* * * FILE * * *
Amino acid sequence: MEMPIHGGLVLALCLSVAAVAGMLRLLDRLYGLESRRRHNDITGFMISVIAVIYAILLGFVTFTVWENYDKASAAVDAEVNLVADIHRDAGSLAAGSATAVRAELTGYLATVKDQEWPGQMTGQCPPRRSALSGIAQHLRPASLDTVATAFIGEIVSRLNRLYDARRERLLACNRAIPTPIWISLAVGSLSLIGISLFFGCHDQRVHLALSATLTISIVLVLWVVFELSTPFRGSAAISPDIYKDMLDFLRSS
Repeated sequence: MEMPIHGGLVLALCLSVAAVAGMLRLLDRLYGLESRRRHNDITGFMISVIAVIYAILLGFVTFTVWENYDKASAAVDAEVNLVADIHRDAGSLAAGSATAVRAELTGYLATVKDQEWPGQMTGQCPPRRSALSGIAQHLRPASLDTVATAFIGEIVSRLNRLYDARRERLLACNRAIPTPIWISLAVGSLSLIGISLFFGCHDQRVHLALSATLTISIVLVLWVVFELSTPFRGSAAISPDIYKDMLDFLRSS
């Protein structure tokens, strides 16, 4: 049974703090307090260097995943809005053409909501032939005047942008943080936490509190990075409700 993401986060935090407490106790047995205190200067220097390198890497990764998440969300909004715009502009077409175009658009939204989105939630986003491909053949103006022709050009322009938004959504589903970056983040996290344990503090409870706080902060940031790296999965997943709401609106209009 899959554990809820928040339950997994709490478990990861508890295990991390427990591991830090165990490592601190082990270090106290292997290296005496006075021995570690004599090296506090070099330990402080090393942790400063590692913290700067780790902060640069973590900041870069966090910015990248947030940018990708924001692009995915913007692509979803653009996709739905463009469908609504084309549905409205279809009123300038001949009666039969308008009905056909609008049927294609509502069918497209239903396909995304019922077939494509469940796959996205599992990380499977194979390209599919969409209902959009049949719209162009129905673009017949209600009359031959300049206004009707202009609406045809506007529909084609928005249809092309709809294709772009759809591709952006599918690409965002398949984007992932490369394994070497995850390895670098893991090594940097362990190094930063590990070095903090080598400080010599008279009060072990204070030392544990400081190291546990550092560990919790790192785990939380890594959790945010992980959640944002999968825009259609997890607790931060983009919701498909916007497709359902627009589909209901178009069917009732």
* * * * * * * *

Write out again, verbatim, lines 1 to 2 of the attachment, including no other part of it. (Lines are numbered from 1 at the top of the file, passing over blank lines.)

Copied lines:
Amino acid sequence: MEMPIHGGLVLALCLSVAAVAGMLRLLDRLYGLESRRRHNDITGFMISVIAVIYAILLGFVTFTVWENYDKASAAVDAEVNLVADIHRDAGSLAAGSATAVRAELTGYLATVKDQEWPGQMTGQCPPRRSALSGIAQHLRPASLDTVATAFIGEIVSRLNRLYDARRERLLACNRAIPTPIWISLAVGSLSLIGISLFFGCHDQRVHLALSATLTISIVLVLWVVFELSTPFRGSAAISPDIYKDMLDFLRSS
Repeated sequence: MEMPIHGGLVLALCLSVAAVAGMLRLLDRLYGLESRRRHNDITGFMISVIAVIYAILLGFVTFTVWENYDKASAAVDAEVNLVADIHRDAGSLAAGSATAVRAELTGYLATVKDQEWPGQMTGQCPPRRSALSGIAQHLRPASLDTVATAFIGEIVSRLNRLYDARRERLLACNRAIPTPIWISLAVGSLSLIGISLFFGCHDQRVHLALSATLTISIVLVLWVVFELSTPFRGSAAISPDIYKDMLDFLRSS